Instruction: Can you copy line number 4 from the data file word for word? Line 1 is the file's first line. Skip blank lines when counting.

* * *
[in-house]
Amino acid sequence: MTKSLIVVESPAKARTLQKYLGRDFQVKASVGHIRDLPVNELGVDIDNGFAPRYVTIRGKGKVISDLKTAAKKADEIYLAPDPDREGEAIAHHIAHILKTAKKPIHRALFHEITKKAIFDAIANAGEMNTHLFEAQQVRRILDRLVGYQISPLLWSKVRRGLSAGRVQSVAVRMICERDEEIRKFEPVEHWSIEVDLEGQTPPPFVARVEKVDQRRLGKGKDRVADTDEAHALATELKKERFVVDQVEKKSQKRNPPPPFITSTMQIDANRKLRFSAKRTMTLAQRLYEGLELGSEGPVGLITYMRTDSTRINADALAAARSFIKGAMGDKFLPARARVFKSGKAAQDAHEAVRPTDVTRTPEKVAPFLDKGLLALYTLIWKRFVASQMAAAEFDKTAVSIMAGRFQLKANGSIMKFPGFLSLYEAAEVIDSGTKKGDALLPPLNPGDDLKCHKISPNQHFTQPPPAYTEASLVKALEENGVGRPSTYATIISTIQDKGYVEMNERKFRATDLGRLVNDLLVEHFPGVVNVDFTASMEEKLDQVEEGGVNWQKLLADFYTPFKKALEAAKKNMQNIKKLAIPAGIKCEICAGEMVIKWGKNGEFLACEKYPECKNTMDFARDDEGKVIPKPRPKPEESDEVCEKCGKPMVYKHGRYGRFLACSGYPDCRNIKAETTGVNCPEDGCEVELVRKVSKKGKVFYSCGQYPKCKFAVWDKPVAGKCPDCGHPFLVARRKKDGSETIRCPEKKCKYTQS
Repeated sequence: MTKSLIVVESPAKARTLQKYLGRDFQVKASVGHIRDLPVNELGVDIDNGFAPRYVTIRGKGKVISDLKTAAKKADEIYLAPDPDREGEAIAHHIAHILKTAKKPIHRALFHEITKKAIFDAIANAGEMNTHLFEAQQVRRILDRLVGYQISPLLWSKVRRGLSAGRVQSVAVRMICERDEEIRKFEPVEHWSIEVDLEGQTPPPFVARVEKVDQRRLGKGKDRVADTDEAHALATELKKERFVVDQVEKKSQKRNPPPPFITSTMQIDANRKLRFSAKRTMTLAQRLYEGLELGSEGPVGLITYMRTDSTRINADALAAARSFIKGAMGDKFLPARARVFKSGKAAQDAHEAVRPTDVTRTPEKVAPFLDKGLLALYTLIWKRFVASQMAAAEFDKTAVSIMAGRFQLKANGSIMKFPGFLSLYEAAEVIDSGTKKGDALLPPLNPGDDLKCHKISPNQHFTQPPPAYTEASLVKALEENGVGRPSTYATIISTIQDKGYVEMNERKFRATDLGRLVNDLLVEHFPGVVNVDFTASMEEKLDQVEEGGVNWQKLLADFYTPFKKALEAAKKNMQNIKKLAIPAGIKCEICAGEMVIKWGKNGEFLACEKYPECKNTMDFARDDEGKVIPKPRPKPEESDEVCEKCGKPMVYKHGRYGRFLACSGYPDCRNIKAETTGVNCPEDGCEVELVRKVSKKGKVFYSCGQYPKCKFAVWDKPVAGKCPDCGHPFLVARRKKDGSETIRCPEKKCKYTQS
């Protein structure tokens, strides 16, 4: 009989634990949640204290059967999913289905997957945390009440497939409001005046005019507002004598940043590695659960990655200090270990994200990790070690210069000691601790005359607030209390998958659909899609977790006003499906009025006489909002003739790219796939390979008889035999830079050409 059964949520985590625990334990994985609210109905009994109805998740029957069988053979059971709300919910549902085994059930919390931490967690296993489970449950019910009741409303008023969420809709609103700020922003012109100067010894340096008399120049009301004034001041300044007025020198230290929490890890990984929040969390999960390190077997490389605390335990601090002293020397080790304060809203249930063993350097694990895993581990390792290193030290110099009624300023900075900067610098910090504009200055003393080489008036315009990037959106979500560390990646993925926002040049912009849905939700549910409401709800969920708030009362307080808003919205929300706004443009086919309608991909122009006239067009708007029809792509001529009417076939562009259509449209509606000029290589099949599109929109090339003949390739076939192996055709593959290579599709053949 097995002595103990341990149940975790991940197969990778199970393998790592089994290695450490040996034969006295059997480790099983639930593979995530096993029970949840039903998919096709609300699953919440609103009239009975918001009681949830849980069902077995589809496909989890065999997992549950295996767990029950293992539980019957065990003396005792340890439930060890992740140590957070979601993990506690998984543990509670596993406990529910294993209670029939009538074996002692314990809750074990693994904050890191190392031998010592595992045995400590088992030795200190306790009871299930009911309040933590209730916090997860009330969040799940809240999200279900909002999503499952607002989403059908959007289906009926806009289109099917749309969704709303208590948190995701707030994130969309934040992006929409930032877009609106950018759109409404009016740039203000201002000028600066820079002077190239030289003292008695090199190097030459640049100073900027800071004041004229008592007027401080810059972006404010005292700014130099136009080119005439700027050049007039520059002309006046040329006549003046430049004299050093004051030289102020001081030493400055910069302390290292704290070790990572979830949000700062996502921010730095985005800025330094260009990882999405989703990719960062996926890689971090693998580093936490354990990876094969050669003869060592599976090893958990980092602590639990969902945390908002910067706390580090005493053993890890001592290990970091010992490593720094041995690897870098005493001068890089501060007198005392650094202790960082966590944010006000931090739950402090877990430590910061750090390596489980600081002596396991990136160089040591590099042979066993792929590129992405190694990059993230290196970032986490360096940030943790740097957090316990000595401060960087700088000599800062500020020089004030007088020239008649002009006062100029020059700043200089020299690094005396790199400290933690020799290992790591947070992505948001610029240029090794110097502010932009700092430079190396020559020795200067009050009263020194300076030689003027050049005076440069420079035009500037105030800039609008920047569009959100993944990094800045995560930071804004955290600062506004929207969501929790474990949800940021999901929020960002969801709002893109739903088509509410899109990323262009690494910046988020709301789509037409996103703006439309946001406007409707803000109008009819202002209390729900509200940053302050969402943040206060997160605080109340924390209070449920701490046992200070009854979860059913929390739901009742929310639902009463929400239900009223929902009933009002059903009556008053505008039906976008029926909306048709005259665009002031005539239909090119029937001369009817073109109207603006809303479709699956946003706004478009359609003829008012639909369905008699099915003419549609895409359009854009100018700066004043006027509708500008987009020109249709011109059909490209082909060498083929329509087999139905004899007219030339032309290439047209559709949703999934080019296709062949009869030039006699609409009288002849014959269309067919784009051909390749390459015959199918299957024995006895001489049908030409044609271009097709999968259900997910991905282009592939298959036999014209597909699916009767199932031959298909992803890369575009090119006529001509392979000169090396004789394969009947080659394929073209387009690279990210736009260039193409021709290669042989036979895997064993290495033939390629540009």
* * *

């Protein structure tokens, strides 16, 4: 009989634990949640204290059967999913289905997957945390009440497939409001005046005019507002004598940043590695659960990655200090270990994200990790070690210069000691601790005359607030209390998958659909899609977790006003499906009025006489909002003739790219796939390979008889035999830079050409 059964949520985590625990334990994985609210109905009994109805998740029957069988053979059971709300919910549902085994059930919390931490967690296993489970449950019910009741409303008023969420809709609103700020922003012109100067010894340096008399120049009301004034001041300044007025020198230290929490890890990984929040969390999960390190077997490389605390335990601090002293020397080790304060809203249930063993350097694990895993581990390792290193030290110099009624300023900075900067610098910090504009200055003393080489008036315009990037959106979500560390990646993925926002040049912009849905939700549910409401709800969920708030009362307080808003919205929300706004443009086919309608991909122009006239067009708007029809792509001529009417076939562009259509449209509606000029290589099949599109929109090339003949390739076939192996055709593959290579599709053949 097995002595103990341990149940975790991940197969990778199970393998790592089994290695450490040996034969006295059997480790099983639930593979995530096993029970949840039903998919096709609300699953919440609103009239009975918001009681949830849980069902077995589809496909989890065999997992549950295996767990029950293992539980019957065990003396005792340890439930060890992740140590957070979601993990506690998984543990509670596993406990529910294993209670029939009538074996002692314990809750074990693994904050890191190392031998010592595992045995400590088992030795200190306790009871299930009911309040933590209730916090997860009330969040799940809240999200279900909002999503499952607002989403059908959007289906009926806009289109099917749309969704709303208590948190995701707030994130969309934040992006929409930032877009609106950018759109409404009016740039203000201002000028600066820079002077190239030289003292008695090199190097030459640049100073900027800071004041004229008592007027401080810059972006404010005292700014130099136009080119005439700027050049007039520059002309006046040329006549003046430049004299050093004051030289102020001081030493400055910069302390290292704290070790990572979830949000700062996502921010730095985005800025330094260009990882999405989703990719960062996926890689971090693998580093936490354990990876094969050669003869060592599976090893958990980092602590639990969902945390908002910067706390580090005493053993890890001592290990970091010992490593720094041995690897870098005493001068890089501060007198005392650094202790960082966590944010006000931090739950402090877990430590910061750090390596489980600081002596396991990136160089040591590099042979066993792929590129992405190694990059993230290196970032986490360096940030943790740097957090316990000595401060960087700088000599800062500020020089004030007088020239008649002009006062100029020059700043200089020299690094005396790199400290933690020799290992790591947070992505948001610029240029090794110097502010932009700092430079190396020559020795200067009050009263020194300076030689003027050049005076440069420079035009500037105030800039609008920047569009959100993944990094800045995560930071804004955290600062506004929207969501929790474990949800940021999901929020960002969801709002893109739903088509509410899109990323262009690494910046988020709301789509037409996103703006439309946001406007409707803000109008009819202002209390729900509200940053302050969402943040206060997160605080109340924390209070449920701490046992200070009854979860059913929390739901009742929310639902009463929400239900009223929902009933009002059903009556008053505008039906976008029926909306048709005259665009002031005539239909090119029937001369009817073109109207603006809303479709699956946003706004478009359609003829008012639909369905008699099915003419549609895409359009854009100018700066004043006027509708500008987009020109249709011109059909490209082909060498083929329509087999139905004899007219030339032309290439047209559709949703999934080019296709062949009869030039006699609409009288002849014959269309067919784009051909390749390459015959199918299957024995006895001489049908030409044609271009097709999968259900997910991905282009592939298959036999014209597909699916009767199932031959298909992803890369575009090119006529001509392979000169090396004789394969009947080659394929073209387009690279990210736009260039193409021709290669042989036979895997064993290495033939390629540009």